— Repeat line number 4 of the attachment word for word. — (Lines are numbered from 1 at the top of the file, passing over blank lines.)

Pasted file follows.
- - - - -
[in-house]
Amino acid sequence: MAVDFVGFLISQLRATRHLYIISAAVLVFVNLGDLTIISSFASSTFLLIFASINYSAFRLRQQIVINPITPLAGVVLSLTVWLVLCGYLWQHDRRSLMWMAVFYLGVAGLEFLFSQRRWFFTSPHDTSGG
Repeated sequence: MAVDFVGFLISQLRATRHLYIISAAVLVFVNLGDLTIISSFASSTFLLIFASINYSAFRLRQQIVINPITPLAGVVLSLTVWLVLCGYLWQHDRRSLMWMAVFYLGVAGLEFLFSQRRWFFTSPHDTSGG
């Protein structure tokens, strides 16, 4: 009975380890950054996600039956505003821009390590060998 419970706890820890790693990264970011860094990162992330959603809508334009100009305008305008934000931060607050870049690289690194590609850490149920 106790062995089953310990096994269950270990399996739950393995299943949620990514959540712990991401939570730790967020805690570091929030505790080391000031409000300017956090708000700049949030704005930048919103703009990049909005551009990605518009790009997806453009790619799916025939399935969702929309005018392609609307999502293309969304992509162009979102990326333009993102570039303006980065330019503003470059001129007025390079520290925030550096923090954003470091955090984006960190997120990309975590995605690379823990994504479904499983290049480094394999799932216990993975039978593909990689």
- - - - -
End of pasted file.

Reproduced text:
């Protein structure tokens, strides 16, 4: 009975380890950054996600039956505003821009390590060998 419970706890820890790693990264970011860094990162992330959603809508334009100009305008305008934000931060607050870049690289690194590609850490149920 106790062995089953310990096994269950270990399996739950393995299943949620990514959540712990991401939570730790967020805690570091929030505790080391000031409000300017956090708000700049949030704005930048919103703009990049909005551009990605518009790009997806453009790619799916025939399935969702929309005018392609609307999502293309969304992509162009979102990326333009993102570039303006980065330019503003470059001129007025390079520290925030550096923090954003470091955090984006960190997120990309975590995605690379823990994504479904499983290049480094394999799932216990993975039978593909990689």